By Arshad Abbasi

The issue of provincialism and drawing and re-drawing provincial boundaries has been rooted in the history of United India under the British rule. The issue cast a hangover even after the partition of British India. It was in 1905 when a large unwieldy province of Bengal was divided between eastern and western wings. The partition of the province had to be revoked under popular pressure by the British.

This is the mazar of a famous saint Shah Rukn Alam in Multan, South Punjab. Photo Credit: Waleed Khan/ Citizen Reporter/PakVoices

In 1940 in the Lahore Resolution the Muslim League called for the creation of Muslim states in South Asia. However, in 1946 the word “states” was replaced with the word “state” meaning thereby that there would be only one state after the British departure from the Indian Subcontinent. So Pakistan was created in a novel way i.e. two territorial entities in one federation separated by thousands of miles from each other. In this manner, the issue of provincialism took a tangible expression in Pakistan right after the independence.

A number of schemes have been proposed and some of them put into effect to resolve the asymmetric demarcation of the provinces of the country. The nonresolution of the issue resulted in a lack of autonomy for the provinces consequently fueling the centrifugal tendencies which culminated in the disjunction of Pakistan in 1971. Instead of learning from the tragic breakup of the country resulting from the usurpation of provincial rights of the then Eastern wing, the rulers subsequent to 1971 continued to evade the issue.

Spells of military rule further deteriorated the situation of provincial autonomy let alone creating new provinces. This state of affairs is best described by Anatol Lieven in his book“Pakistan a Hard Country” that in Pakistan democratic leaders behave dictatorially and dictators behave like democrats. The troubled political journey of Pakistan witnessed among so many things the rise of a movement for provincial status for South Punjab.

The reverberations and ripples caused by the movement for a provincial status of South Punjab were given a manifest expression in 1990s. It was an outcome of a popular movement launched by the disgruntled smaller regional parties that the South Punjab began to be discussed as a separate province. The mobilization under the banner of “Pakistan Oppressed Nations’ Movement-PONM caused the then incumbent Pakistan Muslim League and Pakistan People’s Party to take the notice of the demand for the provincial status for the southern part of Punjab.

However, the PONM movement which gathered some pace and speed in the second half of 1990s ended with a whimper after the coup of 1999. The fire burning for South Punjab as a separate province refuse to be put down altogether, rather the embers flickered on resulting in the re-kindling of the conflagration. With the freedom of media accompanied by the mushroomed growth of electronic and print media outlets, proactive judiciary and activism-driven civil society, the voices of South Punjab began to be heard and felt.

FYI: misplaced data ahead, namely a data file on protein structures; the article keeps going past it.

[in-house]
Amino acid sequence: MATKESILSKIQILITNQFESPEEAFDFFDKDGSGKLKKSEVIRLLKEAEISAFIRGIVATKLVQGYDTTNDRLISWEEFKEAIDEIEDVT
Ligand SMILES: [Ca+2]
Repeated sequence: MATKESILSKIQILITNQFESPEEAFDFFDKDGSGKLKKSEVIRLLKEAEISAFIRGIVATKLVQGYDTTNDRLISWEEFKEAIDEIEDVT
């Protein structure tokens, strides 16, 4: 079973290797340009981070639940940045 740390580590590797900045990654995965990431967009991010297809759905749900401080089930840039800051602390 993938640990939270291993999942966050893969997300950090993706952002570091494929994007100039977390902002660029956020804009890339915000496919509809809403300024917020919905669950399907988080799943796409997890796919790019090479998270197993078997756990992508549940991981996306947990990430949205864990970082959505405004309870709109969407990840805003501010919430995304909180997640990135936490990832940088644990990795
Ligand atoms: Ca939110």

The political wheeling-dealing continued on the issue with a view to grab votes in the elections leaving substantive debate at the side-burner. Receiving a big push during the current democratic interregnum the question of carving out a new province in the South of Punjab with a view to fulfilling a long-standing demand of the masses of the area. Going into specifics of the latest twist in the saga of a provincial status of South Punjab, it was the PPP opposition in the Punjab Provincial Assembly calling for redrawing the map of Punjab so as to divide it into more provinces. The sitting PML-N government showed the interest in the proposal but again remained contented with sitting on the files.

The realpolitik calculations driven by short-term electoral interests blurred the vision of political forces to neglect the vital issue of creation of new provinces. Hot-ballooned rhetoric centred on point scoring has been delaying the fulfillment of popular aspiration of the people of South Punjab to have a separate province. The political elite of the country is naturally inclined to maintain status quo on the crucial subject of altering the existing federal structure of the country. The size of Punjab creates disequilibrium resulting in provincialism in the country.

Within the Punjab the distinct ethnic and linguistic denominations call for their separate provinces. The voices from South Punjab have always been vocal and meaningful in this regard. So based on the twists and turns of history and ups and downs of the present the future of South Punjab as a province on its own does not look bright. But the frank and candid analysis is not to be taken as sounding casandra, rather it ought to be a clarion call for keeping the demand alive.

Mixing politics with philosophy Bertrand Russell comes handy in the present scenario as he says that extreme hope is born amid extreme misery. The resilient people of South Punjab know that they can unleash their hidden talent and overt potential by wisely and vocally calibrating their voice to the participatory electoral forces and their manifestos. It is therefore in this way that South Punjab can acquire the provincial status thus leading the way for the much-needed restructuring of the federal makeup of Pakistan.

Editor’s Note: The views expressed in this article are solely of the writer.

 

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